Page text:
When babies are learning to walk, they fall and stumble often, but eventually, they learn to walk like pros. Life is kind of like learning to walk. In life, failing is inevitable, but if we don't get back up, we will never reach our goals. Failure is simply how we learn. Chances are, you don't get something right the very first time you try, and if you do - you are in the minority.

Learning to welcome failure is something I'm still working on, but it is one of the most freeing and enriching feelings. As a Christian, I sometimes question why God allows me to fail when He supposedly only wants good things for me. But then I turn to the Bible and look at people like Jonah who literally ran away from God when asked to do something or Peter who denied Jesus when he said he never would, and I remember that even they failed before they got it right.

One big reason I think failure hurts so much is because as humans, we are creatures of pride, and that is hard to overcome. Even some of the most humble people have a sense of pride that they try to protect in some way. When we mess up, we often feel vulnerable and exposed, at least that is the case for me. I don't know about you, but I prefer not to feel vulnerable or exposed. I prefer to stay in the bounds of my own comfort zone and avoid failure at all costs, but unfortunately, that's not where growth happens.

In the spirit of vulnerability, I've had many moments of "failure" that I can confidently say have molded me into the stronger person that I am today. When I entered college, I joined a sorority and succumbed to the pressure of going to parties. As a result, my grades reflected my poor choices, and my spiritual health did as well. I was placed on academic probation, which was a BIG fail in my book. Because of this, I turned things around very quickly. I pulled my GPA up leaps and bounds and began to focus on my relationship with Christ. Now I can proudly say I am a graduate of Clemson University, in my second semester of grad school at the College of Charleston, and my relationship with Christ is stronger than it has been at any other point in my life.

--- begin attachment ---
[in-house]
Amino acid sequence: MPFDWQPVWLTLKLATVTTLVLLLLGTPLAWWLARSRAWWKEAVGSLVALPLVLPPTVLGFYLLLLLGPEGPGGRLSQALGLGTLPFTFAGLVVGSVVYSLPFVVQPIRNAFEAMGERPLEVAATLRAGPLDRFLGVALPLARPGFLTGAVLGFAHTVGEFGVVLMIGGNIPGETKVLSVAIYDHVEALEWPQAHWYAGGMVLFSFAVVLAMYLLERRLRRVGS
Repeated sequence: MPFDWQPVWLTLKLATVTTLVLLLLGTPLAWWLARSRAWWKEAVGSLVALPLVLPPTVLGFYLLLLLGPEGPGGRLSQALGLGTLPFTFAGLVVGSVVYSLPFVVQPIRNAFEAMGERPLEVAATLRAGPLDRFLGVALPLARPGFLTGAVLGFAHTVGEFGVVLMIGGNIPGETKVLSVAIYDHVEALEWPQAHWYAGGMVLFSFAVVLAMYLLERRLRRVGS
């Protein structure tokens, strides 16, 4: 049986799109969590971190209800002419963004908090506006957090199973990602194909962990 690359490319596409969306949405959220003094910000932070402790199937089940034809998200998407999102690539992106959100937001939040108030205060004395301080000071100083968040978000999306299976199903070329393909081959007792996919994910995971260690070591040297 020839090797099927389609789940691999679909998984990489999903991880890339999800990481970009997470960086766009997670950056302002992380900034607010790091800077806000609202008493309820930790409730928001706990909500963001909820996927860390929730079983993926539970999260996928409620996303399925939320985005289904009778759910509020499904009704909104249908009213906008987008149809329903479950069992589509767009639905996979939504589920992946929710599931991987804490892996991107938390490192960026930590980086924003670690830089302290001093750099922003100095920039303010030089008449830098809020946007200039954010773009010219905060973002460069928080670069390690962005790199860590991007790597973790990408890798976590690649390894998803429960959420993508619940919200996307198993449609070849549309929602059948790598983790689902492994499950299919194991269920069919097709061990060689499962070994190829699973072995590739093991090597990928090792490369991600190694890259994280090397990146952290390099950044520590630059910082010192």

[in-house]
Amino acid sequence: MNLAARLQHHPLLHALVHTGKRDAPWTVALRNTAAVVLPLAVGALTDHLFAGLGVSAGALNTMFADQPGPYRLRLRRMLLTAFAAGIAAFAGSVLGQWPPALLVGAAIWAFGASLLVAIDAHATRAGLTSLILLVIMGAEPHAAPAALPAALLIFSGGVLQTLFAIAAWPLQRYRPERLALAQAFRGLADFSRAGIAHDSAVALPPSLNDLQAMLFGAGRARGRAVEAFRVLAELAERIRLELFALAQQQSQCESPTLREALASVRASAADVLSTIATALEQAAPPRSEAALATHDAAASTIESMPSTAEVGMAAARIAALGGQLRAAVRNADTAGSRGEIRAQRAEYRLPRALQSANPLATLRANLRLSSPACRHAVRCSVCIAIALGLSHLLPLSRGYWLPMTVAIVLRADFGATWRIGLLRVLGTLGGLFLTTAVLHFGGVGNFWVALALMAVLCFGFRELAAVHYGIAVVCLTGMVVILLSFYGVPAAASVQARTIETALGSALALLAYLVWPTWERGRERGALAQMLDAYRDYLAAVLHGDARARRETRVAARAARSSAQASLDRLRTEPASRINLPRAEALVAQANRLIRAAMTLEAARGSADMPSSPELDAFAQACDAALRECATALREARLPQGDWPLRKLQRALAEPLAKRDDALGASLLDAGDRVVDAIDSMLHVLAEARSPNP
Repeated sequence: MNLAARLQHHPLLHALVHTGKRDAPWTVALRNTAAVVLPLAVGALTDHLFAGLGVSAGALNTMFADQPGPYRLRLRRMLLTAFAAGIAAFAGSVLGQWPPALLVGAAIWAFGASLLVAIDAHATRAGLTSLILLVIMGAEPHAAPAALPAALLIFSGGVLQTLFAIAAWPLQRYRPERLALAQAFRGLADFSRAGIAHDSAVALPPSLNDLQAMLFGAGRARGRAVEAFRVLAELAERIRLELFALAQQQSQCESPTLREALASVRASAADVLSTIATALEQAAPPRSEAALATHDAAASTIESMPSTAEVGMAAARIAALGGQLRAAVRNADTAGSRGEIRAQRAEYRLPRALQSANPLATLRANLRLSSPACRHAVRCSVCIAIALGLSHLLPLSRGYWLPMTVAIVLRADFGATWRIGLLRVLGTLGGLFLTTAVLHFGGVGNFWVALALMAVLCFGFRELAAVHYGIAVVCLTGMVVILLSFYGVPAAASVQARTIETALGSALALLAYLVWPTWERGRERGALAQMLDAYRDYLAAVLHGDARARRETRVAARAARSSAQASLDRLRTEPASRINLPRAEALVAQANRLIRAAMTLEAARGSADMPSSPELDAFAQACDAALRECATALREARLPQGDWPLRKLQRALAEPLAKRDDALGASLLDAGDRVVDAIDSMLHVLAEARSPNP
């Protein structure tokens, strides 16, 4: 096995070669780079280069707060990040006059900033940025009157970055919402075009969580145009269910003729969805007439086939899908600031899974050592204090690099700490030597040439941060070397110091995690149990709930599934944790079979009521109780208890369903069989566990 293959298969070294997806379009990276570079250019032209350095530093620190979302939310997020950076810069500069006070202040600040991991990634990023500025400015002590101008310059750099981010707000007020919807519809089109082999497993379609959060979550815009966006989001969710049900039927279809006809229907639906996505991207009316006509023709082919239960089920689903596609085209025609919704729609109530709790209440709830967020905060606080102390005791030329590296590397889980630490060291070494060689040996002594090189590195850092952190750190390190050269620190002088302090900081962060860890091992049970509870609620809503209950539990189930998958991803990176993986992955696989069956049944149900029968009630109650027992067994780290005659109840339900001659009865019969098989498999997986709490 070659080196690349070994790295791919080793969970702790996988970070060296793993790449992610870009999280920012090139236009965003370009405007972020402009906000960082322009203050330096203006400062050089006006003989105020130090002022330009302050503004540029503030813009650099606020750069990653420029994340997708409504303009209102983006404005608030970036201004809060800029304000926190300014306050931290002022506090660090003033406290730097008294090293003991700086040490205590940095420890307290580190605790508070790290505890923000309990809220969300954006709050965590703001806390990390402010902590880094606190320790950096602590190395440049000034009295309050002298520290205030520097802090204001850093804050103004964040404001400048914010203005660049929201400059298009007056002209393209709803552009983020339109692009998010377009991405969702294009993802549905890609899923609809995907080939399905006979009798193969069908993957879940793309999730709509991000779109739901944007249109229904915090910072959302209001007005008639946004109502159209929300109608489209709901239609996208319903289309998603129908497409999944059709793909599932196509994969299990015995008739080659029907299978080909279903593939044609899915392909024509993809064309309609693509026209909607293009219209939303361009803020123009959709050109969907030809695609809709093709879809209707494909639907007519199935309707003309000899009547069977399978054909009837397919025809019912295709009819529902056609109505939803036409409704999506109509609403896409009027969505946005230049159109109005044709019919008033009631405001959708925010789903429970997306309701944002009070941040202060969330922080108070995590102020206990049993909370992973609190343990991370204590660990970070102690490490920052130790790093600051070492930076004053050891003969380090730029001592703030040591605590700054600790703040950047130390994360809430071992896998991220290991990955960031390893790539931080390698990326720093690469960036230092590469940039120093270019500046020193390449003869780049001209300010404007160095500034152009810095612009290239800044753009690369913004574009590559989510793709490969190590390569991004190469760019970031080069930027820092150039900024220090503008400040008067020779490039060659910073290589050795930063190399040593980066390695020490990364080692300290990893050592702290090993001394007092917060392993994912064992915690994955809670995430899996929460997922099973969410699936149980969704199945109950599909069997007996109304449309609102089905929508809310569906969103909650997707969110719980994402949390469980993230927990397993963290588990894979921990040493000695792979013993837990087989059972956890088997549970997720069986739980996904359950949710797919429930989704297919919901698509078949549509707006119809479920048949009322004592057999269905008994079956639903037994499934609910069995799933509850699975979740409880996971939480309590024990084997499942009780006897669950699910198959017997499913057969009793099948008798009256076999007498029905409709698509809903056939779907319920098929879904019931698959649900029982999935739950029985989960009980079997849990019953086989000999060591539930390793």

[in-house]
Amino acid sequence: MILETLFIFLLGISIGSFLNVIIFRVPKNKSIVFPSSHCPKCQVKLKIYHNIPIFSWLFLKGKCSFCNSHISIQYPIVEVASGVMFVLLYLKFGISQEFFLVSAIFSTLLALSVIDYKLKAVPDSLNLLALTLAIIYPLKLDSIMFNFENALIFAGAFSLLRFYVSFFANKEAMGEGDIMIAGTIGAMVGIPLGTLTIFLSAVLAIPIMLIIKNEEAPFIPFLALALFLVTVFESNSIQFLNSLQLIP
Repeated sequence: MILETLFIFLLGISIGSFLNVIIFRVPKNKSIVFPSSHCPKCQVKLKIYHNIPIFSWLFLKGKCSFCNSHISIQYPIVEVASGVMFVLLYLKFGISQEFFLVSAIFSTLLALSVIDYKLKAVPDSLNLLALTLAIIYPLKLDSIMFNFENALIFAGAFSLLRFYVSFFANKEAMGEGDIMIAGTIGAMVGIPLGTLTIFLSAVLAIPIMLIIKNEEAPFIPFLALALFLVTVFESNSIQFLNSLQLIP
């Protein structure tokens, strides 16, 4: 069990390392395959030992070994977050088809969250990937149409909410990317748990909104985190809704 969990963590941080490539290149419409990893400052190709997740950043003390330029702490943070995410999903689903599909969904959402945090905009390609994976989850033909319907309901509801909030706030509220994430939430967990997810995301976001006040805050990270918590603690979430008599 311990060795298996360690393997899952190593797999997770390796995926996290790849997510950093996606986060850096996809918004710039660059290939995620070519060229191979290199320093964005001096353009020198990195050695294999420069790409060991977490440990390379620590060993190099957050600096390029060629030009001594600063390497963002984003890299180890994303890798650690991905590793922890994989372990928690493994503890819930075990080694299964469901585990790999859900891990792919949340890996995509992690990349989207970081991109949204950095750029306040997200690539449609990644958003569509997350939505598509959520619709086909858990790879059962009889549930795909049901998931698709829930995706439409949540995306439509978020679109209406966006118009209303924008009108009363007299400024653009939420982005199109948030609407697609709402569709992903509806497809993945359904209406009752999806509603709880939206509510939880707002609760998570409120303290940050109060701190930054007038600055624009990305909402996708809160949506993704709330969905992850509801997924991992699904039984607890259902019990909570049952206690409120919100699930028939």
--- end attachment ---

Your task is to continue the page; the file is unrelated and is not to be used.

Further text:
That, my friends, is a result of failure. This failure is something that I truly believe God had me to experience so that I could experience the abundant life that I have today. Now, when I question why God allows me to fail when he only wants good things for us, I look back on my own life and have the answer. My freshman year wasn't the first time I failed, and I'm sure it won't be the last. This might sound a bit odd, but I'm excited for the lesson the Lord has for me in my next failure because I know it will be beautiful.